AMP’s system takes care of notifying and informing faculty and applicants of their upcoming meetings and appointments. Instead of worrying if every faculty member or applicant knows when and where to be, the top administrators can focus on the applicant.

4. How long did it take to get someone on the phone or receive E-mail response?

Communication and staying engaged is key with prospective applicants. With many applicants and  faculty members, it’s hard to keep track of all of the communication going on between. AMP can help your staff organize the communications in one place. Keeping track of every communication with each student allows your staff to see which students have been helped and contacted.

5. How was admissions information presented on the website?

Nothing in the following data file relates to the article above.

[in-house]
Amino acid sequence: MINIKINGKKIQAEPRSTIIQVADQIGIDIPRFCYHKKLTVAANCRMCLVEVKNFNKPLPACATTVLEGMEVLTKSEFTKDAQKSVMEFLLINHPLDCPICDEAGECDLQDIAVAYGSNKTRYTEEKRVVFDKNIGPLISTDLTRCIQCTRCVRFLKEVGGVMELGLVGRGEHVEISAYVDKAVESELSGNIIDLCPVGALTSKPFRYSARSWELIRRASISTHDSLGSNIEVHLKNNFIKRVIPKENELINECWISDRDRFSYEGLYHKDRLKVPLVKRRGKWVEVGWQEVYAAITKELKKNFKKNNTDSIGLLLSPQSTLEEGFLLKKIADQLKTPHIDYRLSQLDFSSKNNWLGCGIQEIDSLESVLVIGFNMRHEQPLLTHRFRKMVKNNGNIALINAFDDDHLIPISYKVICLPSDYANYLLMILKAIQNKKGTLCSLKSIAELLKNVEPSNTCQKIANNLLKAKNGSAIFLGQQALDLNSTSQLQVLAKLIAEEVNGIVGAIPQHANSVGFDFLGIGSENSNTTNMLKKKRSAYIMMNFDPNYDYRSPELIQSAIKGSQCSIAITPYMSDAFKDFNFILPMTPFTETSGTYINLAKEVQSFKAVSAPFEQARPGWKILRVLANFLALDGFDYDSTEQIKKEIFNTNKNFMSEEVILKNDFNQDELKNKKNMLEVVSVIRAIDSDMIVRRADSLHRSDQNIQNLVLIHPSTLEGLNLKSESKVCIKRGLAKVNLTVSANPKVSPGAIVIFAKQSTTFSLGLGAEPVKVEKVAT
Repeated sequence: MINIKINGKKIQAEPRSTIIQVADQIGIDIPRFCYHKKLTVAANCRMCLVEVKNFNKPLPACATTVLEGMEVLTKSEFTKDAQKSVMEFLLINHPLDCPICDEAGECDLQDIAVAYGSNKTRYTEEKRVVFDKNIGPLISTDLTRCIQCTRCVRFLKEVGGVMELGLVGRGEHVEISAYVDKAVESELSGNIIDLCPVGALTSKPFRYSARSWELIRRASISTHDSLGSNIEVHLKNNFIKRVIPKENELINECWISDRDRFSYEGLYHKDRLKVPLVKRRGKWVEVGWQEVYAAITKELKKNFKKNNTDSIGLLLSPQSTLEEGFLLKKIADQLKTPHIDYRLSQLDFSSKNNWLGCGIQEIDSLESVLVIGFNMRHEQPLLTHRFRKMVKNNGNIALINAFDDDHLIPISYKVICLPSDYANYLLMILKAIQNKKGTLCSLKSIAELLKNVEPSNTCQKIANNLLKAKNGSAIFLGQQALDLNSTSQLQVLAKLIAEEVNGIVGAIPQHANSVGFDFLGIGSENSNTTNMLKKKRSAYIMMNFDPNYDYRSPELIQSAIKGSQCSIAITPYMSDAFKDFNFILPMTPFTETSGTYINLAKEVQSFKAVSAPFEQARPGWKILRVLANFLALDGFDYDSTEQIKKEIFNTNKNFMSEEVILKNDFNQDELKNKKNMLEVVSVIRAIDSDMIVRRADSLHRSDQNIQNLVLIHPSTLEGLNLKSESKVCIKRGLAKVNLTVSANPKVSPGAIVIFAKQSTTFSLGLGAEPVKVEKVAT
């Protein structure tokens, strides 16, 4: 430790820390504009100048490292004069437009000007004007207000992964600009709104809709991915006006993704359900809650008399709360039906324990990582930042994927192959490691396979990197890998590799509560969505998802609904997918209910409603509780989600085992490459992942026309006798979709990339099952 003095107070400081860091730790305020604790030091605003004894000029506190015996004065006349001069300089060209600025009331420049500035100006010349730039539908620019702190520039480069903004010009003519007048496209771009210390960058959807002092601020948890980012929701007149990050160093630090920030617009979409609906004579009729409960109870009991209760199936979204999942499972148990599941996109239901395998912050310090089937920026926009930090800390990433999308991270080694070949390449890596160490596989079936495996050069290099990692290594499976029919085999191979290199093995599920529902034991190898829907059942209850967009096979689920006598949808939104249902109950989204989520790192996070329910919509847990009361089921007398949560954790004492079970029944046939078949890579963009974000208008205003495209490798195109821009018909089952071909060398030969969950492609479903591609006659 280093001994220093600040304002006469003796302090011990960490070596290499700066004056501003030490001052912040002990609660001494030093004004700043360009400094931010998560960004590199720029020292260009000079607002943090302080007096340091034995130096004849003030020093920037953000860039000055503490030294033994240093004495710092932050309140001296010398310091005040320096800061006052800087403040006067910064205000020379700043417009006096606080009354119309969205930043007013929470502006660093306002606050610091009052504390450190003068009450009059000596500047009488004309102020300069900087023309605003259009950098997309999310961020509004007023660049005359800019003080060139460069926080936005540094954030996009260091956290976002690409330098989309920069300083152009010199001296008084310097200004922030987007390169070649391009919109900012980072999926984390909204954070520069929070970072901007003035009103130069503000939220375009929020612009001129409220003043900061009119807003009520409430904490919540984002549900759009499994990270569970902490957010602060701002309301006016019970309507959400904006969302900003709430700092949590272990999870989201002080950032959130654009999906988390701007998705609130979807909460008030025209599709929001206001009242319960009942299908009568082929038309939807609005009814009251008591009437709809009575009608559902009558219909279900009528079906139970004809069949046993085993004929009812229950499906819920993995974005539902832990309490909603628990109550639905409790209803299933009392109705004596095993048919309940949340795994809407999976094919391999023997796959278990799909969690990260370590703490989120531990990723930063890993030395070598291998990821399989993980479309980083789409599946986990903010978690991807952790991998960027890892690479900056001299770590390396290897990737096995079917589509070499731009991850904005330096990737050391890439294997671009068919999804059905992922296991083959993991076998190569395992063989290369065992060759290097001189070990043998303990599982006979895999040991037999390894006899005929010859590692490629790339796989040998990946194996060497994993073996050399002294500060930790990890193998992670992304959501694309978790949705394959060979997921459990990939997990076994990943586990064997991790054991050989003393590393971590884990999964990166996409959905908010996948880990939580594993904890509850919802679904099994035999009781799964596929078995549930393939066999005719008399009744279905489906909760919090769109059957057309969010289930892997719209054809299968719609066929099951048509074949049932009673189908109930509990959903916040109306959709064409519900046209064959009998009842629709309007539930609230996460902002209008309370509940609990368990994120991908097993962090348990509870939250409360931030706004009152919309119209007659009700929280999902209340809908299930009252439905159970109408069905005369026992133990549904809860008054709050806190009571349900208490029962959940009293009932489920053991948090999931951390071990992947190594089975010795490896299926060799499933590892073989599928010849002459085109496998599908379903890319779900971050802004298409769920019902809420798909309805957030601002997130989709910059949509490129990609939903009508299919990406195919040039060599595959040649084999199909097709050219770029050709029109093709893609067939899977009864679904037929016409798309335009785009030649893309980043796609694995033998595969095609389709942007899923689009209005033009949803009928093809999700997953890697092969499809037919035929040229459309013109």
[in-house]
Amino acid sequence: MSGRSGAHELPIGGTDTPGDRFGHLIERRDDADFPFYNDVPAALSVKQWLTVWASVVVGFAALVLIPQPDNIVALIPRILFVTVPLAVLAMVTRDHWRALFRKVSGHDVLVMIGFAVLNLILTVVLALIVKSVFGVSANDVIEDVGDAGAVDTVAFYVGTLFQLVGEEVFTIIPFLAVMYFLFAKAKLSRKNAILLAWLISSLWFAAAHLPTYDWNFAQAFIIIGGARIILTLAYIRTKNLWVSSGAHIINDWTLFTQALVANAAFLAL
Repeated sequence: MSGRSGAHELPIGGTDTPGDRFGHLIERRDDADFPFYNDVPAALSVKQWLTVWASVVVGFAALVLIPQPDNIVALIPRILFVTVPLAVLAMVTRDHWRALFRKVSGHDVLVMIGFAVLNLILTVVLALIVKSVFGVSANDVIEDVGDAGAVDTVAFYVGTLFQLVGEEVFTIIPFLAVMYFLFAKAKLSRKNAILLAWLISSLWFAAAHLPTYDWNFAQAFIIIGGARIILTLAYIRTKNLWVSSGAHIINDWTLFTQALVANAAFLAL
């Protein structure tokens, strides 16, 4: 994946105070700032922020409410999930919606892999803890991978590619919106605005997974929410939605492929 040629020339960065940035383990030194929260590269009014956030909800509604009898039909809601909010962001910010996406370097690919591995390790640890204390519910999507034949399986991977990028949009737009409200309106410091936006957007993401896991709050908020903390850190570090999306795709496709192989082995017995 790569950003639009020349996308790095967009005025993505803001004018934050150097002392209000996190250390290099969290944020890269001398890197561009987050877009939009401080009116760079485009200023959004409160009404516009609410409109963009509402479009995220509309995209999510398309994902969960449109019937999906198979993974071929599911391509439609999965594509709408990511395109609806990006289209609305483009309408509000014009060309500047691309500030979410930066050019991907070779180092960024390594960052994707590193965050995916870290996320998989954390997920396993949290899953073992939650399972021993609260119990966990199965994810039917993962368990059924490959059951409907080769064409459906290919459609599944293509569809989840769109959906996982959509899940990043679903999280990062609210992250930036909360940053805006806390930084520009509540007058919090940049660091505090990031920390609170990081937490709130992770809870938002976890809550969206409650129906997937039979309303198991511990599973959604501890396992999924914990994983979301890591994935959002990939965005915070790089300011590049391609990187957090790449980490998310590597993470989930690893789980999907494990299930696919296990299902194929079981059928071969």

Applicants want to find information quickly and easily. Within AMP‘s enrollment management system, every bit of information can be micromanaged to ensure that your applicants are getting everything they need to know. AMP gives your staff the opportunity to edit every page that the applicants see in their portal, all the way down to the specific stage of the application process they’re in. This ensures that the applicant has all the information that they may need, which will help to further streamline and simplify the admissions process for both the admissions staff and the applicant.

6. What was the online application procedure like?

The actual application is a sensitive and important part of the application process. This is where your admissions office has a chance to see behind just the GPAs and academic scores, and to look at applicant’s experiences and thoughts on important matters. Easy access to a student’s information, letters of recommendation, and transcripts help to simplify the process for admissions staff. By keeping all of the application materials in one place, and integrating with third parties, like, AMCAS, CAS, and TMDSAS, the admissions staff can better evaluate applicants.